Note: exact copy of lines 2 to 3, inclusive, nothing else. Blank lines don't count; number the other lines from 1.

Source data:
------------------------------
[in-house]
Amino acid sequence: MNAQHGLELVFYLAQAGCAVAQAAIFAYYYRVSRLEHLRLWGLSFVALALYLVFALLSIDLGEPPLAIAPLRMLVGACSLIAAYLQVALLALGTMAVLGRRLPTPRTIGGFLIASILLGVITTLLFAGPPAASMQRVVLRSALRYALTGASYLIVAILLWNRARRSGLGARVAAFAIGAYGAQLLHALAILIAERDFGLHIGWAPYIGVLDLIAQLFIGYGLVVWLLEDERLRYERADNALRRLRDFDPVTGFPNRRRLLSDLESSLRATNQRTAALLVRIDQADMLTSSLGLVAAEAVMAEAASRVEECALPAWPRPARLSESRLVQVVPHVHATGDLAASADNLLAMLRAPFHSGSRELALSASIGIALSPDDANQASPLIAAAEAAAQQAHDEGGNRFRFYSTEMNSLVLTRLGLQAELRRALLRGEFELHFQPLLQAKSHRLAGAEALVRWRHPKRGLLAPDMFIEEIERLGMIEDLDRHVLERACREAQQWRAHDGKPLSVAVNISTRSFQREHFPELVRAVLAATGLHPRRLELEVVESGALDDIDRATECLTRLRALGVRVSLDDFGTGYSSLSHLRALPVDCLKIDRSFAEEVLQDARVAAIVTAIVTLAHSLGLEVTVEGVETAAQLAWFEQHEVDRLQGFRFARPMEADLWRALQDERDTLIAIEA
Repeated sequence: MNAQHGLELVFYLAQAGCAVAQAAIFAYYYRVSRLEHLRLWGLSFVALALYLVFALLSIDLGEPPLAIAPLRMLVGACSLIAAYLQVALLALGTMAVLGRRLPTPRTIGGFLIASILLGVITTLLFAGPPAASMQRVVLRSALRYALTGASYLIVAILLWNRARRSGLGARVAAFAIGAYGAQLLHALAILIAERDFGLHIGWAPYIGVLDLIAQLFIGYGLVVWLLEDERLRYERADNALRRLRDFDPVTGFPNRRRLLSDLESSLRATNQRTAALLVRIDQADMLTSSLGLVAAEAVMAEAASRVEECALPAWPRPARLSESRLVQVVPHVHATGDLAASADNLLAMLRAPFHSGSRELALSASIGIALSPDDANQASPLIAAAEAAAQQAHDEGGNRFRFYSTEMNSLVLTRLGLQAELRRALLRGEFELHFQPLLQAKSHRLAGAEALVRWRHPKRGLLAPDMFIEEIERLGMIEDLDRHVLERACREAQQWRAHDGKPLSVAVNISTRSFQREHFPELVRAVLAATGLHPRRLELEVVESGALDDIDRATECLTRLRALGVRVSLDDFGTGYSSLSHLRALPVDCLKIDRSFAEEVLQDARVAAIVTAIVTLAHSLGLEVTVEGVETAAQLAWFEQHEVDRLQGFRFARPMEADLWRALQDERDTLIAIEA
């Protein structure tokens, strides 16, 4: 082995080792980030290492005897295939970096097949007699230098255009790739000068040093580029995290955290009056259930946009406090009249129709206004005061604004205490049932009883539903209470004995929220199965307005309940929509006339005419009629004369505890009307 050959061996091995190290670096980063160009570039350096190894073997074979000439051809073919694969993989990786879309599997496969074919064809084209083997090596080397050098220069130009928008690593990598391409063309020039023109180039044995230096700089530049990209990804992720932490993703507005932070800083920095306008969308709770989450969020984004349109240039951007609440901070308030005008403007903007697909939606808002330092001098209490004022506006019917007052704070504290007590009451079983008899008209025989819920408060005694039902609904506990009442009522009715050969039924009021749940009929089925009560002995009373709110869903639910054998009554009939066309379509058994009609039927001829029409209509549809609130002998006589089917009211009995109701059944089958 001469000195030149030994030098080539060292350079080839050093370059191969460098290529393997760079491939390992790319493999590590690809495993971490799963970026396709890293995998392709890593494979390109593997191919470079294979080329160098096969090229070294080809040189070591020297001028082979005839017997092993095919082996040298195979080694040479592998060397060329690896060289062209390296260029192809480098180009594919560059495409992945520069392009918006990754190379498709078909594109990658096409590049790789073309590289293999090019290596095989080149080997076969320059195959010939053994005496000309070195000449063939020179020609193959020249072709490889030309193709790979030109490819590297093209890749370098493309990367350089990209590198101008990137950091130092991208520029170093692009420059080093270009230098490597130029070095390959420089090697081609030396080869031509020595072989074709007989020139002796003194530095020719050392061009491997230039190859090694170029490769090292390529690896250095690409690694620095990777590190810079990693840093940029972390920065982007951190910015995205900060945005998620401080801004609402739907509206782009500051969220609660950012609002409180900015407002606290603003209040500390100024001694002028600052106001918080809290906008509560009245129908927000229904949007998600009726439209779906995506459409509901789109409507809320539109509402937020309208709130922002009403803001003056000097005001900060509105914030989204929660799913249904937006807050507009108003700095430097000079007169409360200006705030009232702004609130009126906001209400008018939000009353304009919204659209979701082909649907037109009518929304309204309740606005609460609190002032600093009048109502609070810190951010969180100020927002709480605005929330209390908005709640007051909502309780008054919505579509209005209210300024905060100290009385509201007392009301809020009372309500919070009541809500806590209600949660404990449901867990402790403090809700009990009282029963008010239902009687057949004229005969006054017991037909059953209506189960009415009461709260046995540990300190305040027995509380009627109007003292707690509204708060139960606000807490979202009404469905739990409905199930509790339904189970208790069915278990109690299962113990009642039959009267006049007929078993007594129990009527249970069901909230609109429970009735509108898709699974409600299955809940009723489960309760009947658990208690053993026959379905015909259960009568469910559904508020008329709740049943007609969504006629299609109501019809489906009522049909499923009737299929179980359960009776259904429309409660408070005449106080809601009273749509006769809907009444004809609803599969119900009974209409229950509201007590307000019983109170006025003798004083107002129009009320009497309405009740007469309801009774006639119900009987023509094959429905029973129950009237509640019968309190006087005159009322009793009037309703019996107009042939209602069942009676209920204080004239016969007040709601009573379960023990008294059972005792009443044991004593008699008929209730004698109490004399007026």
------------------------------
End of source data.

Amino acid sequence: MNAQHGLELVFYLAQAGCAVAQAAIFAYYYRVSRLEHLRLWGLSFVALALYLVFALLSIDLGEPPLAIAPLRMLVGACSLIAAYLQVALLALGTMAVLGRRLPTPRTIGGFLIASILLGVITTLLFAGPPAASMQRVVLRSALRYALTGASYLIVAILLWNRARRSGLGARVAAFAIGAYGAQLLHALAILIAERDFGLHIGWAPYIGVLDLIAQLFIGYGLVVWLLEDERLRYERADNALRRLRDFDPVTGFPNRRRLLSDLESSLRATNQRTAALLVRIDQADMLTSSLGLVAAEAVMAEAASRVEECALPAWPRPARLSESRLVQVVPHVHATGDLAASADNLLAMLRAPFHSGSRELALSASIGIALSPDDANQASPLIAAAEAAAQQAHDEGGNRFRFYSTEMNSLVLTRLGLQAELRRALLRGEFELHFQPLLQAKSHRLAGAEALVRWRHPKRGLLAPDMFIEEIERLGMIEDLDRHVLERACREAQQWRAHDGKPLSVAVNISTRSFQREHFPELVRAVLAATGLHPRRLELEVVESGALDDIDRATECLTRLRALGVRVSLDDFGTGYSSLSHLRALPVDCLKIDRSFAEEVLQDARVAAIVTAIVTLAHSLGLEVTVEGVETAAQLAWFEQHEVDRLQGFRFARPMEADLWRALQDERDTLIAIEA
Repeated sequence: MNAQHGLELVFYLAQAGCAVAQAAIFAYYYRVSRLEHLRLWGLSFVALALYLVFALLSIDLGEPPLAIAPLRMLVGACSLIAAYLQVALLALGTMAVLGRRLPTPRTIGGFLIASILLGVITTLLFAGPPAASMQRVVLRSALRYALTGASYLIVAILLWNRARRSGLGARVAAFAIGAYGAQLLHALAILIAERDFGLHIGWAPYIGVLDLIAQLFIGYGLVVWLLEDERLRYERADNALRRLRDFDPVTGFPNRRRLLSDLESSLRATNQRTAALLVRIDQADMLTSSLGLVAAEAVMAEAASRVEECALPAWPRPARLSESRLVQVVPHVHATGDLAASADNLLAMLRAPFHSGSRELALSASIGIALSPDDANQASPLIAAAEAAAQQAHDEGGNRFRFYSTEMNSLVLTRLGLQAELRRALLRGEFELHFQPLLQAKSHRLAGAEALVRWRHPKRGLLAPDMFIEEIERLGMIEDLDRHVLERACREAQQWRAHDGKPLSVAVNISTRSFQREHFPELVRAVLAATGLHPRRLELEVVESGALDDIDRATECLTRLRALGVRVSLDDFGTGYSSLSHLRALPVDCLKIDRSFAEEVLQDARVAAIVTAIVTLAHSLGLEVTVEGVETAAQLAWFEQHEVDRLQGFRFARPMEADLWRALQDERDTLIAIEA